Documentation is great. The manual is a lot like I imagine one of the old Heathkit manuals would have been like – very detailed with clear, step-by-step instructions. For the experienced builder, some of the descriptions and suggestions on how to install components will not be needed, but it’s definitely a good thing to have all that information there. In fact, I found that some of Elecraft’s suggested methods for mounting components differed from my preferred practices, in which case I opted for my way. More on that in the next blog-post.
There are 3 boards in the basic K2, the control board, the front panel board, and the RF board. The first board to be assembled was the control board; the brains of the transceiver:
You can see the multi-pin connectors at the bottom of the board that are used for all inter-board connections in the K2. That represents one big difference from the Heathkit days – no complex wiring to route around the inside of the enclosure. Not only does it simplify construction, but it must contribute a great deal to reliability too. On the reverse side of this board, you can see the extra caps that have been added (as recommended in the manual) to improve the keying waveform:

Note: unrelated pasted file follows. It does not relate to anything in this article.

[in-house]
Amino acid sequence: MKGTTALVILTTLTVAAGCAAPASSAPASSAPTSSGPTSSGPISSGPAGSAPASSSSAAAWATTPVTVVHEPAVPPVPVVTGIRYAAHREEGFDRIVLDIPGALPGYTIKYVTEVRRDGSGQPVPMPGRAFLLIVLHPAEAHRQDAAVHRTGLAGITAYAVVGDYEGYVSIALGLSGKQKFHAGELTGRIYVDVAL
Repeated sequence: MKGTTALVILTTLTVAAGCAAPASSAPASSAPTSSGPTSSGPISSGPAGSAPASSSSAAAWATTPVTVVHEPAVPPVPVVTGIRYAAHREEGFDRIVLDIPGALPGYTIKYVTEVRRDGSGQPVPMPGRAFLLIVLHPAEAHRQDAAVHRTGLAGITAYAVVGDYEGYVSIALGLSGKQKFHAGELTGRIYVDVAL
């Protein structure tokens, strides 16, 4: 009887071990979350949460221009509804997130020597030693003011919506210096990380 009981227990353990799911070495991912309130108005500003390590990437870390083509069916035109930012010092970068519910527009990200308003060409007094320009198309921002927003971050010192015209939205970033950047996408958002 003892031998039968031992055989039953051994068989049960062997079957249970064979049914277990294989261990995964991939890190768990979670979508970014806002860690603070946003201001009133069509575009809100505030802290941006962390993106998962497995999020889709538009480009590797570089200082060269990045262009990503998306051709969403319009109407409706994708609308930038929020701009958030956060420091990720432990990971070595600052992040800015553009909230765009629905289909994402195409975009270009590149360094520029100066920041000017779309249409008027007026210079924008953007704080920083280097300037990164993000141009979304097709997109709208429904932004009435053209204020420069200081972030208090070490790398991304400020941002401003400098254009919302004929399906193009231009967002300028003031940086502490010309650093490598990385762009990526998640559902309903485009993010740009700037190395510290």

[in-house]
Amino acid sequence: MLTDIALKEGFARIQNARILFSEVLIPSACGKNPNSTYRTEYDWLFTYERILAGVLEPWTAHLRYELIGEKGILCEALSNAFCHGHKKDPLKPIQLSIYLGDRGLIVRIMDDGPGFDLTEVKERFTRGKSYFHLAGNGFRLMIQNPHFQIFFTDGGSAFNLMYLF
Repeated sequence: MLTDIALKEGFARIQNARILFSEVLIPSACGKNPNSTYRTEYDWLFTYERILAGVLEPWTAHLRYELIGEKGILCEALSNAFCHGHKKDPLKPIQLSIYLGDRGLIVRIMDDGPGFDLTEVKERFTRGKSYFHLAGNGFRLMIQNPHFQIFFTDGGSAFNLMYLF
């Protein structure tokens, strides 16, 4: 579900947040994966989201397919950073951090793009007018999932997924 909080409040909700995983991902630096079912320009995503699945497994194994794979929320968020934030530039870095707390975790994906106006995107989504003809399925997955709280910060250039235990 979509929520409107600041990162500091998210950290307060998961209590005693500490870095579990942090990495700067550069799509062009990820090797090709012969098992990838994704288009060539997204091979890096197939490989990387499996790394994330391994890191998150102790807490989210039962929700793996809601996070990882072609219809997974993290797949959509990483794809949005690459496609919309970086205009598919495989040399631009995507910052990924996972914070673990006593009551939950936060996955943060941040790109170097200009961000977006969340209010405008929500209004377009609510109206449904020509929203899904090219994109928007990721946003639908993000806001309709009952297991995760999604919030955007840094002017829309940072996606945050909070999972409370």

The control board wasn’t particularly exciting to build – just a board that needed filling with components. However, the next stage – the assembly of the front panel board, felt a lot more engaging, as I got to slowly see the front panel of my new transceiver take shape:
To aid in making sure that all switches are mounted at the same height above the board, Elecraft include a really neat little spacer tool that you place underneath the switches before soldering them to the board. This ensures that all the switch buttons protrude an equal amount from the front panel to give a nice, uniform appearance. A small PCB is supplied for constructing an RF probe to help with alignment. Attached to this PCB are two small strips of board that are broken off to make the switch spacers. The manual instructs the builder to snap the protrusions at 4 points as indicated in the manual, to make 4 spacers. As well as being used to set the switch heights, the spacers are used later to set the exact height above the board of the LCD backlight. Although not mentioned in the manual, I found that it would be easier if I initially broke the PCB at only 2 points, to make 2 long spacers for setting the switch heights. This way, each spacer could fit under 2 switches at a time. On reaching the stage where I installed the LCD backlight, I snapped each spacer in half to get the 4 spacers required for setting the height of the backlight.